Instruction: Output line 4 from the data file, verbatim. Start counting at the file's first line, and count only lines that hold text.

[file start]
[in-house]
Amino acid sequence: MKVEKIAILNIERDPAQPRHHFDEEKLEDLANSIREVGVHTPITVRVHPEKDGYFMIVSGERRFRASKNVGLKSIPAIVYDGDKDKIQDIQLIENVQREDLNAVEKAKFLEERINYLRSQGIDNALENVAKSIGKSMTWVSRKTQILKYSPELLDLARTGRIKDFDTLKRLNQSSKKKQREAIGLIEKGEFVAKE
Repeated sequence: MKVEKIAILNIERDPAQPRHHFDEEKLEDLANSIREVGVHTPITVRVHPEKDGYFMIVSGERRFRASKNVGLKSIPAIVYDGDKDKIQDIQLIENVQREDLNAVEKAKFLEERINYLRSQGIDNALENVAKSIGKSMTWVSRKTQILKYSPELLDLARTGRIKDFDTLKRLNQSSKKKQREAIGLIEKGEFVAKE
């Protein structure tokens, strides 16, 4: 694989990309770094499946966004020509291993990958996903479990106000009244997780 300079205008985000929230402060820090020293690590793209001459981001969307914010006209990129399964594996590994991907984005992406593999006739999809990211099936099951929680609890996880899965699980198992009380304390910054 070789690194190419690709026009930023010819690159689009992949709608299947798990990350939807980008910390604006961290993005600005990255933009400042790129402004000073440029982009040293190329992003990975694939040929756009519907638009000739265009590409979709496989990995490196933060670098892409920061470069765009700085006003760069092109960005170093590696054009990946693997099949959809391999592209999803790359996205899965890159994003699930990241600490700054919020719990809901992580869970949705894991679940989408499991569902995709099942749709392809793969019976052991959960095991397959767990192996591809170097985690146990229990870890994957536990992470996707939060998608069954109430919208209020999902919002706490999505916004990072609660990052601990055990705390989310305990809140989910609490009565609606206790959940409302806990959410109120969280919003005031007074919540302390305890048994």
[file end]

């Protein structure tokens, strides 16, 4: 694989990309770094499946966004020509291993990958996903479990106000009244997780 300079205008985000929230402060820090020293690590793209001459981001969307914010006209990129399964594996590994991907984005992406593999006739999809990211099936099951929680609890996880899965699980198992009380304390910054 070789690194190419690709026009930023010819690159689009992949709608299947798990990350939807980008910390604006961290993005600005990255933009400042790129402004000073440029982009040293190329992003990975694939040929756009519907638009000739265009590409979709496989990995490196933060670098892409920061470069765009700085006003760069092109960005170093590696054009990946693997099949959809391999592209999803790359996205899965890159994003699930990241600490700054919020719990809901992580869970949705894991679940989408499991569902995709099942749709392809793969019976052991959960095991397959767990192996591809170097985690146990229990870890994957536990992470996707939060998608069954109430919208209020999902919002706490999505916004990072609660990052601990055990705390989310305990809140989910609490009565609606206790959940409302806990959410109120969280919003005031007074919540302390305890048994």